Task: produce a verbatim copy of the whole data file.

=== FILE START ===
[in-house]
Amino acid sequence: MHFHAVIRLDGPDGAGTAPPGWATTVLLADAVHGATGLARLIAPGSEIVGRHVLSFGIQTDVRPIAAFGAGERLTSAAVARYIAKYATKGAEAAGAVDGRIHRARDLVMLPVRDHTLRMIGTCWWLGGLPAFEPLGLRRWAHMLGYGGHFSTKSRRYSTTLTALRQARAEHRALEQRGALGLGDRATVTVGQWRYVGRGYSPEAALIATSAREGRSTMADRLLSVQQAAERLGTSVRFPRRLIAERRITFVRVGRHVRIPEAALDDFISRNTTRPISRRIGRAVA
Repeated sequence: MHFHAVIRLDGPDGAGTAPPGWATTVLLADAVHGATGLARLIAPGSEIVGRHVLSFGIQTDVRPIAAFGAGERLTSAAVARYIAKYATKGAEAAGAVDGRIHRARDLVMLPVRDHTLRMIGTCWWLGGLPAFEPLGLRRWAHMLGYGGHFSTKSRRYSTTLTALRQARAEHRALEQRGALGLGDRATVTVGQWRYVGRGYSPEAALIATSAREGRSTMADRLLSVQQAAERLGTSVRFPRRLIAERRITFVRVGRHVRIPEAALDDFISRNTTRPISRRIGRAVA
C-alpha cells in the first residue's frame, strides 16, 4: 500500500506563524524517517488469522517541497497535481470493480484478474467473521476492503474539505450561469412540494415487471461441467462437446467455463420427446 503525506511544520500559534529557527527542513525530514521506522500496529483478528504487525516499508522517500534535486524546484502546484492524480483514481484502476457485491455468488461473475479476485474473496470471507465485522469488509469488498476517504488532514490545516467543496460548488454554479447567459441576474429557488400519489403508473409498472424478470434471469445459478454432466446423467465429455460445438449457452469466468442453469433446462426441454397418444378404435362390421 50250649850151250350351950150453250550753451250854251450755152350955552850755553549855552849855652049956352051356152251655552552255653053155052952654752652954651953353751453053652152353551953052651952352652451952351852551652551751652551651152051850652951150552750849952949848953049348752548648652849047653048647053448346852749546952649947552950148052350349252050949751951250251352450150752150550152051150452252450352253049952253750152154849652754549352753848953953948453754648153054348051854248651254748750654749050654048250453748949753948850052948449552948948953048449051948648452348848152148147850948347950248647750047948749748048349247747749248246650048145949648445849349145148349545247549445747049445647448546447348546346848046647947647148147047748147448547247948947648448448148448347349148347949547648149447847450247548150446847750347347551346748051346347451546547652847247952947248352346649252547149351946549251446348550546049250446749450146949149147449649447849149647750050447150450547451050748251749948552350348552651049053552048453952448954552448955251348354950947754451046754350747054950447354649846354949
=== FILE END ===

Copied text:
[in-house]
Amino acid sequence: MHFHAVIRLDGPDGAGTAPPGWATTVLLADAVHGATGLARLIAPGSEIVGRHVLSFGIQTDVRPIAAFGAGERLTSAAVARYIAKYATKGAEAAGAVDGRIHRARDLVMLPVRDHTLRMIGTCWWLGGLPAFEPLGLRRWAHMLGYGGHFSTKSRRYSTTLTALRQARAEHRALEQRGALGLGDRATVTVGQWRYVGRGYSPEAALIATSAREGRSTMADRLLSVQQAAERLGTSVRFPRRLIAERRITFVRVGRHVRIPEAALDDFISRNTTRPISRRIGRAVA
Repeated sequence: MHFHAVIRLDGPDGAGTAPPGWATTVLLADAVHGATGLARLIAPGSEIVGRHVLSFGIQTDVRPIAAFGAGERLTSAAVARYIAKYATKGAEAAGAVDGRIHRARDLVMLPVRDHTLRMIGTCWWLGGLPAFEPLGLRRWAHMLGYGGHFSTKSRRYSTTLTALRQARAEHRALEQRGALGLGDRATVTVGQWRYVGRGYSPEAALIATSAREGRSTMADRLLSVQQAAERLGTSVRFPRRLIAERRITFVRVGRHVRIPEAALDDFISRNTTRPISRRIGRAVA
C-alpha cells in the first residue's frame, strides 16, 4: 500500500506563524524517517488469522517541497497535481470493480484478474467473521476492503474539505450561469412540494415487471461441467462437446467455463420427446 503525506511544520500559534529557527527542513525530514521506522500496529483478528504487525516499508522517500534535486524546484502546484492524480483514481484502476457485491455468488461473475479476485474473496470471507465485522469488509469488498476517504488532514490545516467543496460548488454554479447567459441576474429557488400519489403508473409498472424478470434471469445459478454432466446423467465429455460445438449457452469466468442453469433446462426441454397418444378404435362390421 50250649850151250350351950150453250550753451250854251450755152350955552850755553549855552849855652049956352051356152251655552552255653053155052952654752652954651953353751453053652152353551953052651952352652451952351852551652551751652551651152051850652951150552750849952949848953049348752548648652849047653048647053448346852749546952649947552950148052350349252050949751951250251352450150752150550152051150452252450352253049952253750152154849652754549352753848953953948453754648153054348051854248651254748750654749050654048250453748949753948850052948449552948948953048449051948648452348848152148147850948347950248647750047948749748048349247747749248246650048145949648445849349145148349545247549445747049445647448546447348546346848046647947647148147047748147448547247948947648448448148448347349148347949547648149447847450247548150446847750347347551346748051346347451546547652847247952947248352346649252547149351946549251446348550546049250446749450146949149147449649447849149647750050447150450547451050748251749948552350348552651049053552048453952448954552448955251348354950947754451046754350747054950447354649846354949